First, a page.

Alienation Review

Old-school multiplayer shooting with flair.

Housemarque has produced action games with an old school pedigree for years, but Alienation may be its most intense release yet. The epitome of the retro-style, overhead four-player shooter done up with new school technology, this is a game that clearly shows off the developer's skills at crafting intense action experiences. Alienation isn’t that far removed from Housemarque’s Dead Nation; the aliens you fight here frequently move in a zombie-like fashion. The overhead, isometric perspective and focus on team-based survival feel very familiar, too. However: the devil is in the details. There’s a decided focus on refinement over Housemarque's past games in Alienation.

The world has been overrun by aliens, much of the population has either been killed or mutated, and the only hope for turning the tide rests upon a squad of four heavily modified soldiers. Levels have plenty of space to explore, with mission objectives that force you to scour maps from end to end. Exploring the game's side pockets and out of the way places is a rewarding pursuit, with items, weapons, and currency in abundance, allowing you to level up both your soldier and weapons in an RPG-like fashion.

There are three distinct classes to choose from before you get started, each offering a different style of gameplay. The tank is just what you’d expect—big, bulky, and tough. He can generate shields and unleash massive bursts of energy for special attacks. At first, the saboteur seems like an odd choice for a decidedly non-stealth focused game, but he ultimately proves to be a valuable asset during coop. They can turn invisible and sneak past aliens, double dash, and unleash a devastating aerial bombing attack. Lastly, the bio-specialist is a valuable assist character that can heal teammates and choke enemies with clouds of poison. Alienation's three classes compliment each other well on a full team, with the tank taking the direct approach and shielding his teammates, while the saboteur handles outliers quickly, and the bio-specialist backs them up with healing and the poison cloud attacks that whittles enemies down.

All three offer a range of upgrade options; every ability has an upgrade path with sub-choices that can be switched on the fly. You might opt for a slightly faster recharge rate for a special attack, or slightly more attack damage. As you progress, new weapons can be picked up from fallen enemies or scattered crates. When you acquire a new weapon, you can either equip or salvage it. Salvaging weapons rather oddly lets you “re-roll” the stats of your guns, so you can potentially get them powered up without actively adding upgrades to them.

Housemarque's talent for delivering exceptional gunplay is on full display.

There are shiny “cores” to pick up too, which allow you to increase the power levels of guns—everything from damage to clip size is modifiable. Since you can upgrade on the fly, the results of any re-roll or upgrade to your character or weapon are immediately noticeable, adding a huge boost of instant gratification to the leveling system. Each player’s loadout consists of three weapons—a primary, secondary, and heavy. In addition, there’s a grenade slot that recharges after each use and can include mines and a boomerang, among other destructive toys. Housemarque's talent for delivering exceptional gunplay is on full display; the shotgun has a satisfying oomph and the flamethrower's chaotic fountain of fire is a joy to unleash.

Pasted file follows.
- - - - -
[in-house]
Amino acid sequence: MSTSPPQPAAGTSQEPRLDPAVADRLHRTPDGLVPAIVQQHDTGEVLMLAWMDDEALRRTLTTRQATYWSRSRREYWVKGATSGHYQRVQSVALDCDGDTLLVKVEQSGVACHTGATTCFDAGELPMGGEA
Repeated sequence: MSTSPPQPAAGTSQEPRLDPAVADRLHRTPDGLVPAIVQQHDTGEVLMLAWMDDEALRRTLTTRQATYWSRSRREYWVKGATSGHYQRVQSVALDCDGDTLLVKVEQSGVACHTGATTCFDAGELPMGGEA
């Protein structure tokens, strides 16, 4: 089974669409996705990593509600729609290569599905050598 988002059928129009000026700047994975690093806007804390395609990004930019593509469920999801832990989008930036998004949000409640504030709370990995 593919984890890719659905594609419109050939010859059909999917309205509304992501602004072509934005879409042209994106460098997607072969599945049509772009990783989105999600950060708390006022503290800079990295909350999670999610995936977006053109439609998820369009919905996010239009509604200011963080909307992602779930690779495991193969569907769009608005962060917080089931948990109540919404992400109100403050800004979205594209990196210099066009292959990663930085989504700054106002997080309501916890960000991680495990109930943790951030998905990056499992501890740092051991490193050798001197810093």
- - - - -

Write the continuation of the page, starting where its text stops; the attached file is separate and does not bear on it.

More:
It's probably time to panic.
It's probably time to panic.
Welcome to Alaska. Slay a while!
Welcome to Alaska. Slay a while!

Starting off in Alaska, Alienation moves you to places like Brazil, Russia, and onto alien ships. Depending on the number of players, difficulty level, and specific map, its 20 missions can each take anywhere from 20-30 minutes to nearly an hour each.

You're given a variety of 'go here, scan this, kill that' type of objectives within each mission, but the appearance of random events helps mix things up--sudden boss battles or a horde of aliens can appear at a moment’s notice. These random events get deeper the farther you go and beating the game introduces new gameplay elements like special assignments, alien hideouts, mysterious artifacts, and other goodies. These extras do a great job of incentivizing you to dive back in.

Though you can play Alienation on your own, it's absolutely focused on its online multiplayer. Levels get blisteringly hard after a while, even with a full team, and coordinated attacks can be a near-necessity later in the game. There are respawn points spread throughout the map where dead characters will respawn. Yet, the game is almost sadistic in its respawning of aliens. Dying means having to plow through whatever lost ground you suffered, which will be completely repopulated--frequently with more and tougher aliens.

Alienation is a refined and intense shooter that looks and sounds great, and offers fantastically chaotic and violent action.

There are a couple odd bits of frustration though. For one, Alienation only supports online multiplayer--local co-op has yet to be implemented. Another annoyance is that, even when playing alone, you can’t actually pause the game. Finally, Vita owners will find that the control scheme requires a lot of tweaking to be playable on the small screen.

Alienation is a refined and intense shooter that looks and sounds great, and offers fantastically chaotic and violent action. While the game sometimes feels a little too eager to kill players and lacks local play, with a full troop online, it’s easily one of the best all-out action multiplayer games in recent memory.

Jason D'Aprile on Google+
The Good
Intense action
Superb cooperative gameplay
Robust upgrade system
Lots of distinct character builds and equipment to explore